Inspection and Repair

Towers are prioritized for inspection based on the importance of the line. Factors that determine line importance include the load it serves, the number of customers served by the line and the line's overall importance to the system for bulk power transmission. Other factors such as the impact on nuclear facilities also are considered. Once selected for inspection, towers — whether direct buried or secured by concrete foundation in soil or water — are inspected and evaluated individually.

A visual inspection is performed to detect any above-ground defects and potential safety concerns. The potential for corrosion of direct-buried members is determined through a below-grade visual assessment and measurement to determine actual cross-section loss. Each leg is excavated to a depth of 18 inches to 24 inches becasue most damage occurs between the ground line and 24 inches below grade. During excavation, several indirect tests are performed on the surrounding soil including structure-to-soil potential measurements, soil resistivity, soil pH and soil oxygen content (redox), all of which serve as environmental indicators of the likelihood and severity of corrosion.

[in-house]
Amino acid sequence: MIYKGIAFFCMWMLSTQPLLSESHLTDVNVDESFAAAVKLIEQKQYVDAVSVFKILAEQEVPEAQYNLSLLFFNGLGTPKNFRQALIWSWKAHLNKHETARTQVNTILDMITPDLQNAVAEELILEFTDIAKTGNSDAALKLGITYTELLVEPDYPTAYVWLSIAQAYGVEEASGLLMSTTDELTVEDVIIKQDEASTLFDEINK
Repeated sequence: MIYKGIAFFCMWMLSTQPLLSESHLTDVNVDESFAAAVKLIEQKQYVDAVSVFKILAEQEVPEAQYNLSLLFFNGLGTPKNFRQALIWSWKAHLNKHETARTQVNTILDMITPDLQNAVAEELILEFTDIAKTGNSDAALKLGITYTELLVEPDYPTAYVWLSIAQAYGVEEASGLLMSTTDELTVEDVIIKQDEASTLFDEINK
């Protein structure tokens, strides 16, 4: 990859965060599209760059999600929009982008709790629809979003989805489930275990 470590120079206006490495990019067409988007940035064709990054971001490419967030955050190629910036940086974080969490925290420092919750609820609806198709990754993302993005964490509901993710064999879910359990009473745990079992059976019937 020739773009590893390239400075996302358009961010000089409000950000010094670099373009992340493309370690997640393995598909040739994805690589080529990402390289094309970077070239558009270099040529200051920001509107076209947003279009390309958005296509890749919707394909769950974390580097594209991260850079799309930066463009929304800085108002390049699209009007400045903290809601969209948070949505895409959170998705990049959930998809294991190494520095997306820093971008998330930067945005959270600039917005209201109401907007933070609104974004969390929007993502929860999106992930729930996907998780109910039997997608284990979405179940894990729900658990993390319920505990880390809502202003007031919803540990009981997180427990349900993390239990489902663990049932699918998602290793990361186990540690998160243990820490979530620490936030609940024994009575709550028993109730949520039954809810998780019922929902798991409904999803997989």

Once excavated, each leg is cleaned, carefully inspected for corrosion and measured to identify areas of deterioration and evidence of mechanical damage. Structures are then categorized according to the specific corrosion rating system. Tower legs that are in Condition A (good condition) and Condition B (fair condition) receive a protective coating to mitigate further corrosion, and proper grade is returned by backfilling. Tower legs in Condition C (needing repair) and Condition D (requiring immediate attention) are repaired on a second pass. Following the repair, these tower legs also receive protective coatings.

Once a tower has been identified as needing repair, the real challenge begins. TVA's system features towers that range from 1910s to 2000s vintage. Even on a single line, there are often different tower types and vintages, each of which requires a different repair solution. Using internal resources and independent engineering firms, TVA developed a programmatic process for repairing towers, reducing the need for costly heavy equipment at each repair site.